Valid for Submission
R45.0 is a billable diagnosis code used to specify a medical diagnosis of nervousness. The code R45.0 is valid during the fiscal year 2021 from October 01, 2020 through September 30, 2021 for the submission of HIPAA-covered transactions.
The ICD-10-CM code R45.0 might also be used to specify conditions or terms like feeling nervous, general nervous symptoms, nervous tension, o/e - anxious, o/e - nervous , pre-examination nerves, etc.
According to ICD-10-CM guidelines this code should not to be used as a principal diagnosis code when a related definitive diagnosis has been established.
Tabular List of Diseases and Injuries
The Tabular List of Diseases and Injuries is a list of ICD-10 codes, organized "head to toe" into chapters and sections with coding notes and guidance for inclusions, exclusions, descriptions and more. The following references are applicable to the code R45.0:
Inclusion TermsInclusion Terms
These terms are the conditions for which that code is to be used. The terms may be synonyms of the code title, or, in the case of "other specified" codes, the terms are a list of the various conditions assigned to that code. The inclusion terms are not necessarily exhaustive. Additional terms found only in the Alphabetic Index may also be assigned to a code.
- Nervous tension
Index to Diseases and Injuries
The Index to Diseases and Injuries is an alphabetical listing of medical terms, with each term mapped to one or more ICD-10 code(s). The following references for the code R45.0 are found in the index:
- - Nerves - R45.0
- - Nervousness - R45.0
The following clinical terms are approximate synonyms or lay terms that might be used to identify the correct diagnosis code:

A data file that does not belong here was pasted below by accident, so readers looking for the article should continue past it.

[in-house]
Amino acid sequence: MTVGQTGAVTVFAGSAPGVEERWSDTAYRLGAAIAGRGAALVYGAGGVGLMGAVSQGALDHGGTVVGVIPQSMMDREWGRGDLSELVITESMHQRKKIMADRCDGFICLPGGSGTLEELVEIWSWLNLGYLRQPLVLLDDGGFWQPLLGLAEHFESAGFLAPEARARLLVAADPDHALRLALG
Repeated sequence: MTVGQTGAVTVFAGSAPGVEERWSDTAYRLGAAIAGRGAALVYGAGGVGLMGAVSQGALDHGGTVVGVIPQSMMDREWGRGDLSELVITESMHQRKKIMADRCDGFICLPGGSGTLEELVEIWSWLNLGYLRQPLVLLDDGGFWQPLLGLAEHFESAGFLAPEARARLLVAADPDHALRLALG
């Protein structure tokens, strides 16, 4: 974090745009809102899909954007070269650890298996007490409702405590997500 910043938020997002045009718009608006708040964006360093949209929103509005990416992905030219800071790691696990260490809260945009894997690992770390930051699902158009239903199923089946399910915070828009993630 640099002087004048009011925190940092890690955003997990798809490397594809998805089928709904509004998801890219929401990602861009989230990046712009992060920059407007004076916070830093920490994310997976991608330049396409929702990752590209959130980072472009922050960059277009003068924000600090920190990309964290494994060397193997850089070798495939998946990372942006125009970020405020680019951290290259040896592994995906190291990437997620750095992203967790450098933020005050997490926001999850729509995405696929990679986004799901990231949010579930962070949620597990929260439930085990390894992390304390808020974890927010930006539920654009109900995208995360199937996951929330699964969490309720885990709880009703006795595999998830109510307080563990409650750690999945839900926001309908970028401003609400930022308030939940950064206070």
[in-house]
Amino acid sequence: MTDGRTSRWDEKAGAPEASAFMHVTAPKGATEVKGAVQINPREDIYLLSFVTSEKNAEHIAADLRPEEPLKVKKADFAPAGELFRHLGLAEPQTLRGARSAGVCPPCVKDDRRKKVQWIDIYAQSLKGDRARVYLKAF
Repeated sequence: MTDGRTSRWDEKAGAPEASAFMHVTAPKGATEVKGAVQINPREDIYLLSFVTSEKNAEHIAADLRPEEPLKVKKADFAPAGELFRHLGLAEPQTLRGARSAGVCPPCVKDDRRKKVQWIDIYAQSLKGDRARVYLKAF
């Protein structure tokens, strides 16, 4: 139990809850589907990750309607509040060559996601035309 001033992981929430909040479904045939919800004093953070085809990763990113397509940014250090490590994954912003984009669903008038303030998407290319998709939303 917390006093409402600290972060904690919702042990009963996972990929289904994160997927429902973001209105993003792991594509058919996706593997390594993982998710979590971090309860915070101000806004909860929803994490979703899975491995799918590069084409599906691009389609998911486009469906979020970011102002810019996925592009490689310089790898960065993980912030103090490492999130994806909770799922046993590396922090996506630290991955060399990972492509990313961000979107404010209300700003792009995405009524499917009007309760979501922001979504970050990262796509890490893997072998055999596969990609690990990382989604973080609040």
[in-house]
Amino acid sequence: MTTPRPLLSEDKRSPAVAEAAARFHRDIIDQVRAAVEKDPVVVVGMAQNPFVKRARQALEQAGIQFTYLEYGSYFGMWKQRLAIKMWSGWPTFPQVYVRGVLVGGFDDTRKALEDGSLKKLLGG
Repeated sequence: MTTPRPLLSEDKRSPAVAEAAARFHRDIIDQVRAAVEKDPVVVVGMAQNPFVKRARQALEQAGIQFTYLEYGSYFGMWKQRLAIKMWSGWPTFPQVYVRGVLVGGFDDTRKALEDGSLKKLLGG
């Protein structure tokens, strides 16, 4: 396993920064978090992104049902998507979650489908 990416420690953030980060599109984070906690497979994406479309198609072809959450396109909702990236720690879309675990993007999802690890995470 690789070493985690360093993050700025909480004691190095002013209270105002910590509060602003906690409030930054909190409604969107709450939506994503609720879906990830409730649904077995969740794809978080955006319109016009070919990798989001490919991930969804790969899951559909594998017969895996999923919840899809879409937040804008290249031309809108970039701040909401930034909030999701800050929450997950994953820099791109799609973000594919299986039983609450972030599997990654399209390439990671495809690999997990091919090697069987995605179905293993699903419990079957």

- Feeling nervous
- General nervous symptoms
- Nervous tension
- O/E - anxious
- O/E - nervous
- Pre-examination nerves
- ANXIETY-. feelings or emotions of dread apprehension and impending disaster but not disabling as with anxiety disorders.
Convert R45.0 to ICD-9 Code
Information for Patients
Fear and anxiety are part of life. You may feel anxious before you take a test or walk down a dark street. This kind of anxiety is useful - it can make you more alert or careful. It usually ends soon after you are out of the situation that caused it. But for millions of people in the United States, the anxiety does not go away, and gets worse over time. They may have chest pains or nightmares. They may even be afraid to leave home. These people have anxiety disorders. Types include
- Panic disorder
- Obsessive-compulsive disorder
- Post-traumatic stress disorder
- Generalized anxiety disorder
Treatment can involve medicines, therapy or both.
NIH: National Institute of Mental Health
- Generalized anxiety disorder (Medical Encyclopedia)
- Generalized anxiety disorder - children (Medical Encyclopedia)
- Generalized anxiety disorder -- self-care (Medical Encyclopedia)
- Palliative care - fear and anxiety (Medical Encyclopedia)
- Separation anxiety in children (Medical Encyclopedia)
- Stress and your health (Medical Encyclopedia)
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